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COVALENT FRAGMENT SCREENING AND OPTIMIZATION IDENTIFIES NOVEL SCAFFOLDS FOR THE DEVELOPMENT OF INHIBITORS FOR DEUBIQUITINATING ENZYMES

thesis
posted on 2024-04-25, 23:48 authored by Ryan Dean ImhoffRyan Dean Imhoff

Humans encode approximately 100 deubiquitinating enzymes (DUBs) which are categorized into seven distinct subfamilies. Each family and representative has a unique expression, function and binding topology to ubiquitin. In addition to human DUBs, parasites, bacteria, and viruses contain DUBs with unique structures and functions. One subfamily of DUBs, the ubiquitin C-terminal hydrolases (UCH), has four structurally similar human members and two known members within the Plasmodium falciparum genome. Human UCHL1 and UCHL3 are genetically validated targets in oncology and Plasmodium falciparum UCHL3 (PfUCHL3) is a prospective target for antimalarial drug development. Though these three UCH enzymes have potential as therapeutic targets, there is a significant lack of quality small molecule chemical probes to understand the underlying biology and function of the enzymes, pharmacologically validate the targets, and serve as leads for drug development in oncology and malaria.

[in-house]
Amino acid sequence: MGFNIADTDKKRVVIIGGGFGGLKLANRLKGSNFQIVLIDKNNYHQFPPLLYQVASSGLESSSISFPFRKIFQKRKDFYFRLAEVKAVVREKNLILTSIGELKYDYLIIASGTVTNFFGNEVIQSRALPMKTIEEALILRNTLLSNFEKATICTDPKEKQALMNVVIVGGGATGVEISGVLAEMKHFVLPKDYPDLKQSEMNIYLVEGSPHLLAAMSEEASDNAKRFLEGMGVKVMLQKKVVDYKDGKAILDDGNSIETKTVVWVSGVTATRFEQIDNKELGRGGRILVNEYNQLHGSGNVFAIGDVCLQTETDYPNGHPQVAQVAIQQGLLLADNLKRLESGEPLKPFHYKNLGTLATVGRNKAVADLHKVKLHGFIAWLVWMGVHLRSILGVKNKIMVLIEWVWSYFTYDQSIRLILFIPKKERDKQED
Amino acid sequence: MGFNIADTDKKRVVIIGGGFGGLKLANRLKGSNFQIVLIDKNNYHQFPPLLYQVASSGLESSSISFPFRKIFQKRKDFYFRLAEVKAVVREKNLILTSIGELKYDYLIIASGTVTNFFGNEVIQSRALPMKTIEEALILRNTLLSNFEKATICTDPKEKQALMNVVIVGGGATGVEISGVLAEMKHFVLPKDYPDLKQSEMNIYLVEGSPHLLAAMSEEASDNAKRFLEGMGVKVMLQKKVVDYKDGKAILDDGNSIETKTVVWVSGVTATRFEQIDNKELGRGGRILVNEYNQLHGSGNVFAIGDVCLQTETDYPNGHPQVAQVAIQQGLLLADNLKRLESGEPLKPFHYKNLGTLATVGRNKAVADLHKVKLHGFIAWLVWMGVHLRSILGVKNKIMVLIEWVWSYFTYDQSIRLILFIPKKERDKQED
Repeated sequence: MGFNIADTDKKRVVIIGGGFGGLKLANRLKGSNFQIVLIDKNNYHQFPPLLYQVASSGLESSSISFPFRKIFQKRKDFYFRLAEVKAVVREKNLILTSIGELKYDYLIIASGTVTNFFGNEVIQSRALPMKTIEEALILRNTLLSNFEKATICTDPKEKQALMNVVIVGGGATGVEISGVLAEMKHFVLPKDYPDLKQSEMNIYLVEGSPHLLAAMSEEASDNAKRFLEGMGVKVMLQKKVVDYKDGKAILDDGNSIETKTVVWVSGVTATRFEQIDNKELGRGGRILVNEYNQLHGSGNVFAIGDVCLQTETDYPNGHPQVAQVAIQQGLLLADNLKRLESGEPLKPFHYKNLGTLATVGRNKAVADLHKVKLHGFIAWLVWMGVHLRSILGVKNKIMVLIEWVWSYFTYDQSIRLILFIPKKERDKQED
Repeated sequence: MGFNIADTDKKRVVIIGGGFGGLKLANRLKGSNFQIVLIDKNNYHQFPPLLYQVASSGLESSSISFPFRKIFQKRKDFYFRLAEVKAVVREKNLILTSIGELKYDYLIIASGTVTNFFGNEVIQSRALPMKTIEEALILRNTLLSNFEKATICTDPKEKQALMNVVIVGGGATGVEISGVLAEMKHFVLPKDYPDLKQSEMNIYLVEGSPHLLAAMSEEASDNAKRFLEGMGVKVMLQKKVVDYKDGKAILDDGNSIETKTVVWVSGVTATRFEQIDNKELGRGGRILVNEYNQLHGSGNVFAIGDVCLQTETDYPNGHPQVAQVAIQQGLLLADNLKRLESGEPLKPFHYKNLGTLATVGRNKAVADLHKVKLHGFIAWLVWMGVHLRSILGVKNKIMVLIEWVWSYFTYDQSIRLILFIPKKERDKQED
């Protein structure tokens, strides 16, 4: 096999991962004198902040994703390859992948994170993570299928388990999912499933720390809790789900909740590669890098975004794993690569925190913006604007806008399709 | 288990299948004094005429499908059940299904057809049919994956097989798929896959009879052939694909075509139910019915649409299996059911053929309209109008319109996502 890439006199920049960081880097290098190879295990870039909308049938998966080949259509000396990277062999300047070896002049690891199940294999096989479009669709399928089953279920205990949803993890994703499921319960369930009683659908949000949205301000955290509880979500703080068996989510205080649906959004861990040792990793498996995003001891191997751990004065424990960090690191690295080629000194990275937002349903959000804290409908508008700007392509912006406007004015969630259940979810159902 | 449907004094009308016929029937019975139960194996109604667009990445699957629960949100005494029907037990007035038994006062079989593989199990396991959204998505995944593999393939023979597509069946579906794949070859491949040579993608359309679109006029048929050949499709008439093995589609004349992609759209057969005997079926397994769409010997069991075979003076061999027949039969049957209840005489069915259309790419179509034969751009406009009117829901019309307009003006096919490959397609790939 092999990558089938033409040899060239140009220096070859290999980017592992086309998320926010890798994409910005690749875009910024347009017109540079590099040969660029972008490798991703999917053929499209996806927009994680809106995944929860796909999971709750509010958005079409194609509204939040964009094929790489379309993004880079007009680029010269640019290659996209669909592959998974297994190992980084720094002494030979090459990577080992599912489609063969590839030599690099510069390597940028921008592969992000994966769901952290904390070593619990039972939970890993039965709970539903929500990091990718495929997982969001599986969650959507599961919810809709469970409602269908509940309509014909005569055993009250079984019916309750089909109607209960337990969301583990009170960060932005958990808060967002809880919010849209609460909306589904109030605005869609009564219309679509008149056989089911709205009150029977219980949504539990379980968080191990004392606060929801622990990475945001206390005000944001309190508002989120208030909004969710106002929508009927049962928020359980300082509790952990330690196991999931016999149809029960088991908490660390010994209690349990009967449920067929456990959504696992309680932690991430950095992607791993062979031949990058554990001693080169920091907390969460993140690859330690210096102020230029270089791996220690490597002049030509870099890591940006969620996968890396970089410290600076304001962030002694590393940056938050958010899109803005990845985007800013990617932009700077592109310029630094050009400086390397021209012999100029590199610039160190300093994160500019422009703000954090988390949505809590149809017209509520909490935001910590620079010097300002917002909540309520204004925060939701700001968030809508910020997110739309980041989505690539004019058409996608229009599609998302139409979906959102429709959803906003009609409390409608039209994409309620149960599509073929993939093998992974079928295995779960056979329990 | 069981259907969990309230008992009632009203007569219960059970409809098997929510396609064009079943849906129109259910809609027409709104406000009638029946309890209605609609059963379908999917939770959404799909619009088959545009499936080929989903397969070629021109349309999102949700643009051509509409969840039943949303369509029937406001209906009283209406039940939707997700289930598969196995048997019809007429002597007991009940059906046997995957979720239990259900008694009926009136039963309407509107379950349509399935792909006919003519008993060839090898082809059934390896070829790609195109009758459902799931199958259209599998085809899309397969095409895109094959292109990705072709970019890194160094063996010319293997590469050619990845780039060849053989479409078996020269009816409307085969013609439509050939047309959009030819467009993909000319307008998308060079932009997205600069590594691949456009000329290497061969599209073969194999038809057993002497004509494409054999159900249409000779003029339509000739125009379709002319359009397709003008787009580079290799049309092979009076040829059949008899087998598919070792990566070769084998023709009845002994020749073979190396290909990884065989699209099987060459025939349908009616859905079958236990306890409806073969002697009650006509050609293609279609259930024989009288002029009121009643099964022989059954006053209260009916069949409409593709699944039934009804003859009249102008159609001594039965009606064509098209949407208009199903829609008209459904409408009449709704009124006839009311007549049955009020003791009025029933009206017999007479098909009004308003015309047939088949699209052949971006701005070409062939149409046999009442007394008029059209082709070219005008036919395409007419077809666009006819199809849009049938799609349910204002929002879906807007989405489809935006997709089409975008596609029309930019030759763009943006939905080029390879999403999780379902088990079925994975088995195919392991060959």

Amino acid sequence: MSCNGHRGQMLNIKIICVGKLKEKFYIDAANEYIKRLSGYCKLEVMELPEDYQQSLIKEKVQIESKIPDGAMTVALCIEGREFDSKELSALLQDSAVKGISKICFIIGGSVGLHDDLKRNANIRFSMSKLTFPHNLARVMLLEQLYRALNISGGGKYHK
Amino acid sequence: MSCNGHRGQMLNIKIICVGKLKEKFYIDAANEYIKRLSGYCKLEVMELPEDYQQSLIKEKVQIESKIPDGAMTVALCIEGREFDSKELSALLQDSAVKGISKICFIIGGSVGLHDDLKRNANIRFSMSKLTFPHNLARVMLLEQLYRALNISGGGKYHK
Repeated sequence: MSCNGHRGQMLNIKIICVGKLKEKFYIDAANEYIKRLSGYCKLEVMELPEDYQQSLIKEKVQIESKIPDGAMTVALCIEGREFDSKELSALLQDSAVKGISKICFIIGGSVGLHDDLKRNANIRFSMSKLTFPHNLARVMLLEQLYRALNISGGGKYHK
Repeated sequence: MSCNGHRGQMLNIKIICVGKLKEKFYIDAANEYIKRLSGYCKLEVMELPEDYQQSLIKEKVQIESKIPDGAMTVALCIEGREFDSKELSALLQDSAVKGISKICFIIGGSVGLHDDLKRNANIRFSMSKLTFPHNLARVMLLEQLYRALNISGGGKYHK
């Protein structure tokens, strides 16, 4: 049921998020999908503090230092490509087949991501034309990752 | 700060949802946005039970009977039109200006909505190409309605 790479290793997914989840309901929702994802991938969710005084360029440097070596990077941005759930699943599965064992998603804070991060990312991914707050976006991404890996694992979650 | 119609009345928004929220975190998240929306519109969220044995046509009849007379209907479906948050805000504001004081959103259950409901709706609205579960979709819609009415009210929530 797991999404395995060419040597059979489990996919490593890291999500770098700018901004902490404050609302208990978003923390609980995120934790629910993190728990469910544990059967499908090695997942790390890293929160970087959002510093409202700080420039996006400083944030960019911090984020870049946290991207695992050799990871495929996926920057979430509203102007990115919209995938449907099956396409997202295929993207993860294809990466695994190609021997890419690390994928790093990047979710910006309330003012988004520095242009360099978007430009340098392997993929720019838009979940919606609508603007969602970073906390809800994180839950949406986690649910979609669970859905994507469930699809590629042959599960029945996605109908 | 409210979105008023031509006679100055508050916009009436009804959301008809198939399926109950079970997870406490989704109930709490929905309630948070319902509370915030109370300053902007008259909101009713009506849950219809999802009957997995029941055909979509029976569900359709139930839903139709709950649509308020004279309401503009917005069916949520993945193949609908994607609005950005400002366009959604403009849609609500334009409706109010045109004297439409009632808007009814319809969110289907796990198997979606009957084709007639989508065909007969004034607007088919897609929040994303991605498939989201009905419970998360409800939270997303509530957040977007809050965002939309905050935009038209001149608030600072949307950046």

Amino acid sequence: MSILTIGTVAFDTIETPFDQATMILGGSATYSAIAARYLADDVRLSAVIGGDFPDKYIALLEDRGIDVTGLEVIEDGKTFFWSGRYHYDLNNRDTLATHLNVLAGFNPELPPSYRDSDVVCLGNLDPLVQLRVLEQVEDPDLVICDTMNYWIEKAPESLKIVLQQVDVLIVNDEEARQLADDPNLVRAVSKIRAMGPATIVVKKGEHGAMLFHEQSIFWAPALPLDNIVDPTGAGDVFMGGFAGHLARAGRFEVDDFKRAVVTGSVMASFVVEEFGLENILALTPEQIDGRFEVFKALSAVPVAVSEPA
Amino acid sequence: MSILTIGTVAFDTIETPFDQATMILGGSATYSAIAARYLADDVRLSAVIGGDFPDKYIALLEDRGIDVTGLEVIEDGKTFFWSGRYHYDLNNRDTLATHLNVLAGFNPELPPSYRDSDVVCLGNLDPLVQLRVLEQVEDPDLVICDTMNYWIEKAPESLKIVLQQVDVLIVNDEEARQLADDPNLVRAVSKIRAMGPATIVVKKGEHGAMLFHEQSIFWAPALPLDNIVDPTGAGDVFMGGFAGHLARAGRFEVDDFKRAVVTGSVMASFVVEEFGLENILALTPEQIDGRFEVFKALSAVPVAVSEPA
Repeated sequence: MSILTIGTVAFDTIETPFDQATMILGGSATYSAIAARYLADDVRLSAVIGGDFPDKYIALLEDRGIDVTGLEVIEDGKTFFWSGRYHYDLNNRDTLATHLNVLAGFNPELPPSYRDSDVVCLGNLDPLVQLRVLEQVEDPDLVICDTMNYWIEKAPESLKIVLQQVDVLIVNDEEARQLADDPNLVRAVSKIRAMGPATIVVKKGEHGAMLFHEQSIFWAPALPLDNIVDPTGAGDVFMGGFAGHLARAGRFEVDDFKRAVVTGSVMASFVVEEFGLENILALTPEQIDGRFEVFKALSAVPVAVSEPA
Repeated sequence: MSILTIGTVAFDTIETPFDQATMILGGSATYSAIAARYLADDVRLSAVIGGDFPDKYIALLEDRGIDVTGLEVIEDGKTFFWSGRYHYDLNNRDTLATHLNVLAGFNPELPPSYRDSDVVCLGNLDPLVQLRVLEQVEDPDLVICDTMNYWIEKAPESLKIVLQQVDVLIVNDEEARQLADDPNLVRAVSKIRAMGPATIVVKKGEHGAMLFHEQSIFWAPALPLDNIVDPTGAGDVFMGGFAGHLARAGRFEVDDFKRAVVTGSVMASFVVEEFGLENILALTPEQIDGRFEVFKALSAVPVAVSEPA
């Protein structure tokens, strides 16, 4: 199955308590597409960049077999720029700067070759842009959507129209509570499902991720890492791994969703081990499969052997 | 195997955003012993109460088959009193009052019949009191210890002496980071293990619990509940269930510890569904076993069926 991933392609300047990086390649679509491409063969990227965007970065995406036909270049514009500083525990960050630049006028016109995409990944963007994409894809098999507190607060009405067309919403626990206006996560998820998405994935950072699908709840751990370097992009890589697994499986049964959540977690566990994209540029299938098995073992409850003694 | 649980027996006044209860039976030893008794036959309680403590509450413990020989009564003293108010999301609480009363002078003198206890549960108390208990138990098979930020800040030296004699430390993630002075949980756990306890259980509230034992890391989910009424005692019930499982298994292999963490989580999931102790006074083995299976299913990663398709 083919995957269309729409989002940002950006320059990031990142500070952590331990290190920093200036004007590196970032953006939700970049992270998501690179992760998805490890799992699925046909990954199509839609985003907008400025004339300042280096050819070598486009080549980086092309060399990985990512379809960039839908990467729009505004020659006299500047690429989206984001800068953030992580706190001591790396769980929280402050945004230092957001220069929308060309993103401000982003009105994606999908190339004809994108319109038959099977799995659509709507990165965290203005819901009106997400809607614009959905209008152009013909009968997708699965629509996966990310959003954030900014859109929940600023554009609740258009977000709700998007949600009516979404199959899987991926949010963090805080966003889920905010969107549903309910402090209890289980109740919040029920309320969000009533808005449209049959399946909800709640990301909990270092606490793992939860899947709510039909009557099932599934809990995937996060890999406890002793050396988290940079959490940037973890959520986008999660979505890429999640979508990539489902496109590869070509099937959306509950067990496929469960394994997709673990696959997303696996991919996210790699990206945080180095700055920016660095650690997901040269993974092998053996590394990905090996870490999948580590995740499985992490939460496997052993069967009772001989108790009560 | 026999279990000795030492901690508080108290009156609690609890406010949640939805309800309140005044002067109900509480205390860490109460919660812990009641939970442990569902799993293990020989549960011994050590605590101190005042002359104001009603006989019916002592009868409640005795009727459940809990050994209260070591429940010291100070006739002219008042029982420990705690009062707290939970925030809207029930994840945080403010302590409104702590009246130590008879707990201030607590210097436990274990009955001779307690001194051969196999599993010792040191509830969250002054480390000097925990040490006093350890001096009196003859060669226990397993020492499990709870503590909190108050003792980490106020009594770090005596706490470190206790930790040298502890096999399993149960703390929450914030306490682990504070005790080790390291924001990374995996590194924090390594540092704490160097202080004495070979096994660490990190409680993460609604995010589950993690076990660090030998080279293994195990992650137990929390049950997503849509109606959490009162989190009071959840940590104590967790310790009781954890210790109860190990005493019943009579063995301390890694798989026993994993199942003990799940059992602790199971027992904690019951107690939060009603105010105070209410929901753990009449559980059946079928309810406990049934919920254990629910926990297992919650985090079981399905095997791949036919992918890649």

The UCH enzymes are cysteine proteases, which our lab has leveraged to identify novel covalent small molecule inhibitors of each enzyme. The workflow for each hit identification and optimization campaign is similar. Covalent fragment screening of electrophilic small molecule libraries against the respective recombinant enzyme was performed to identify chemical space around each enzyme. Subsequent medicinal chemistry hit-to-lead optimization was undertaken to improve upon the moderately potent hit molecules to provide improved small molecule inhibitors for each enzyme. Inhibitor identification and optimization for UCHL1 is described in Chapter 2, revealing a novel scaffold and a cocrystal structure reveals a unique binding pose for UCHL1 inhibitors. These molecules were also characterized in breast cancer cells to validate UCHL1 as a therapeutic target in breast cancer. First-in-class covalent inhibitors of UCHL3 are described in Chapter 3. Medicinal chemistry optimization along with a cocrystal structure of the initial hit has revealed the molecular interactions of this novel inhibitory scaffold. PfUCHL3 inhibitor identification is described in Chapter 4. Characterization of these molecules against Plasmodium falciparum is described along with a comparison to a recently identified reversible PfUCHL3 inhibitor. Finally, conclusions and future directions toward the development of potent, drug-like inhibitors of each UCH enzyme is presented in Chapter 5.

Funding

NIH T32 GM125620

PIDD Programatic Grant

History

Degree Type

  • Doctor of Philosophy

Department

  • Medicinal Chemistry and Molecular Pharmacology

Campus location

  • West Lafayette

Advisor/Supervisor/Committee Chair

Daniel Flaherty

Additional Committee Member 2

Vincent Jo Davisson

Additional Committee Member 3

Chittaranjan Das

Additional Committee Member 4

Michael Wendt

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